In comparison, the riots that broke out in Binh Duong, Dong Nai and Ha Tinh last week were of an entirely different character. They involved an entirely different set of people. The organisation was covert, and the protests were carried out in the industrial zones of provincial towns. Notably, they were also riotous and violent. In fact, many of those groups that had endorsed the initial demonstrations in Hanoi and Ho Chi Minh City were quick to condemn these violent incidents. On the blogosphere and for the vast majority of Vietnamese, these latter incidents were riots out of control, not expressions of Vietnamese nationalism.
Even to refer to these expressions of nationalism that led to the initial demonstrations in Hanoi and Ho Chi Minh City as "anti-Chinese" is somewhat misleading. Tightly wound into their arguments is also a pointed critique of Vietnamese state politics. They rail against the lack of transparency with which the leadership typically deals with Beijing, its tendency to restrict information and avoid public discussion, and, above all, its punishment of Vietnamese citizens who raise their voices to defend the nation.
For example, the Declaration of 20 Civil Society Organisations included in its condemnation of China a demand to release blogger Anh Ba Sam. The latter is well known for his outspoken views on the South China Sea and was, incidentally, arrested only two days after the ramming incident around HD 981.
Thus, to assume that "nationalism" necessarily unites state and society is to miss completely how those dynamics are currently being played out in Vietnam.
This also brings us to the question of whether the domestic protests might have been deliberately allowed or even manipulated by the Vietnamese state to leverage its international bargaining power. China has done so in similar confrontations with Japan in the East China Sea.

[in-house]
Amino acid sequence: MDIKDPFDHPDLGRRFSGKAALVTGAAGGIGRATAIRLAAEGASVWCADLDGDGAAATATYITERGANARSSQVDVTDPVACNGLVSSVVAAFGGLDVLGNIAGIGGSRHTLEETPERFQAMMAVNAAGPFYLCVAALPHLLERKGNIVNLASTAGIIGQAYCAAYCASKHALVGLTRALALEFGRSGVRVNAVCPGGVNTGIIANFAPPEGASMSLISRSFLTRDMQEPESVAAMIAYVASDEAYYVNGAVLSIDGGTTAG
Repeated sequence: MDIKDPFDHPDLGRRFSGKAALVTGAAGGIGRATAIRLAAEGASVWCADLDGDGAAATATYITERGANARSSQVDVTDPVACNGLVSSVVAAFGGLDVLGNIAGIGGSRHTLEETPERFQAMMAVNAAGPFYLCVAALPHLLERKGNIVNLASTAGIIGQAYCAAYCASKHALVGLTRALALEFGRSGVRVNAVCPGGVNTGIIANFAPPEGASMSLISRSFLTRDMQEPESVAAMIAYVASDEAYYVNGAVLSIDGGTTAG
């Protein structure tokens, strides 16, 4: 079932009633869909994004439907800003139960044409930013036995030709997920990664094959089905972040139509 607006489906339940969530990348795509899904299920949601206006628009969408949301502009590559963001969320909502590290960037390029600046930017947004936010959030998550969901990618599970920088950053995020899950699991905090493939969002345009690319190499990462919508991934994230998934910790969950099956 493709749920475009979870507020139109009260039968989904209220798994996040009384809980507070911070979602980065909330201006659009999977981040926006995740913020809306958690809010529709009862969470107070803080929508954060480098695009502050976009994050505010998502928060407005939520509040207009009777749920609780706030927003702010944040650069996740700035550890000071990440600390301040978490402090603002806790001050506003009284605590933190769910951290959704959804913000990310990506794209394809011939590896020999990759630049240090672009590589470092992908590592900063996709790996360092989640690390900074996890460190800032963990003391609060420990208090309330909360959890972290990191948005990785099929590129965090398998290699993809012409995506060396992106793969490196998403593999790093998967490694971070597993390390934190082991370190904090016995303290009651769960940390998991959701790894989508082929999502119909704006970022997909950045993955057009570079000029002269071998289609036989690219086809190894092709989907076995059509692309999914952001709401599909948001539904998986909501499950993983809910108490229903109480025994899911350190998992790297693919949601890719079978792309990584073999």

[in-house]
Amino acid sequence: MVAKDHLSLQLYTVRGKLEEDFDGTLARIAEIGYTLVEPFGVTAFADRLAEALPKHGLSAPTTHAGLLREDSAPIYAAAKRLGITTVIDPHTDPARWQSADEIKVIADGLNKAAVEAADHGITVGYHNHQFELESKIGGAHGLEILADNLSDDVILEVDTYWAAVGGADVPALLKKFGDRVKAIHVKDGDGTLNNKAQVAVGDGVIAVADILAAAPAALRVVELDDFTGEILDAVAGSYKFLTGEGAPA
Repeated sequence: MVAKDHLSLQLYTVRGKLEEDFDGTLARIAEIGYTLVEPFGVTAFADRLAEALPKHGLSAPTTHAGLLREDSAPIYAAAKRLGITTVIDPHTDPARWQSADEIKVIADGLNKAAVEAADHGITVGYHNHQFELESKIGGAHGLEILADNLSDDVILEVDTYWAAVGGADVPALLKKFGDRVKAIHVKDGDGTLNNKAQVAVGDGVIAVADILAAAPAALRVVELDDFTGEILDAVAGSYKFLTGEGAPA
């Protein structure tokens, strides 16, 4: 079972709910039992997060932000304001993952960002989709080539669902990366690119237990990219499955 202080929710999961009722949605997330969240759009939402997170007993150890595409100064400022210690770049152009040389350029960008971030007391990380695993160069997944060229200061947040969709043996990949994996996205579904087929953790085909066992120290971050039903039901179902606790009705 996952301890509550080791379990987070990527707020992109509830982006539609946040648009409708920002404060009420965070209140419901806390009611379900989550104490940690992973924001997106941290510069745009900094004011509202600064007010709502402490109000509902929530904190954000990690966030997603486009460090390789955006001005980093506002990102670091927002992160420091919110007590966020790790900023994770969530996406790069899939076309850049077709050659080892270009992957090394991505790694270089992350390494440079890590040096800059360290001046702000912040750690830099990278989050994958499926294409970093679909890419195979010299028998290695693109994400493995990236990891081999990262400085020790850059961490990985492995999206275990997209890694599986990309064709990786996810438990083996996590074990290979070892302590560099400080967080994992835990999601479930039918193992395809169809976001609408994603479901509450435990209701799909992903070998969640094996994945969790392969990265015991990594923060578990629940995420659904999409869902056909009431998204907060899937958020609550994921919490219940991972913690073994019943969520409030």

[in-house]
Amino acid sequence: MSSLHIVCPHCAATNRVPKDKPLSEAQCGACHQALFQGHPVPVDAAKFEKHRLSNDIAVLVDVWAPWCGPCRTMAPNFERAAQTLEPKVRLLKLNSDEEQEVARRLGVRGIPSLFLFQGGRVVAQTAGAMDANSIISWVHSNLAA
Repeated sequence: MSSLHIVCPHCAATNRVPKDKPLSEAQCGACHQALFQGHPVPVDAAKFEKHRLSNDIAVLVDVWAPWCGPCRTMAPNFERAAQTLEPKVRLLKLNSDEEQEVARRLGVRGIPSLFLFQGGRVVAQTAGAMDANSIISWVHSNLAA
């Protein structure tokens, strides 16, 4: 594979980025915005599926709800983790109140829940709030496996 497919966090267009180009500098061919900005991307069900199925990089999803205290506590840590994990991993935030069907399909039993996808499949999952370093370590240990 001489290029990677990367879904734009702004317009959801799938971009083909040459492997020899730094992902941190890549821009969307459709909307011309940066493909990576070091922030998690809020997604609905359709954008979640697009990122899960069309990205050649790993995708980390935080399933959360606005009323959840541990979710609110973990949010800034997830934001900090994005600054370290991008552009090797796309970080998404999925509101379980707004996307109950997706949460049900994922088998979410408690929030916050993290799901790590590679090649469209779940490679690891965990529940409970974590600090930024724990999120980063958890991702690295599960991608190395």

However, if this is true, then the Vietnamese leadership has badly overplayed its hand. Not only do the recent riots furnish the Chinese leadership with reasons to take a harsher stance towards Vietnam, they have also led to division at home, not least of all between state authorities and the masses of peaceful demonstrators expressing nationalist sentiments.
One can even notice subtle discursive shifts among state officials and the state-controlled media. Statements of strong action against China and protecting the nation have been replaced by statements about the need for strong action against rioters and the need to protect Chinese and other multinational firms.
Unfortunately for the Vietnamese, this most recent bout of riotous protests plays right into the hands of the Chinese leadership. Returning peaceful protesters in Hanoi and Ho Chi Minh City on Sunday were met with guarded barricades and security forces dispersing crowds and carrying away suspected agitators.
One wonders whether the state authorities are not also using "nationalism" to justify more forcible measures against the domestic criticism that has been steadily growing against them.
The writer is a visiting fellow at the Institute of Southeast Asian Studies (Iseas) whose research focuses on the intersections of politics, society and the environment in Vietnam. He first worked in Vietnam in 1999 as a volunteer for a joint Canada-Vietnam research project on rural poverty.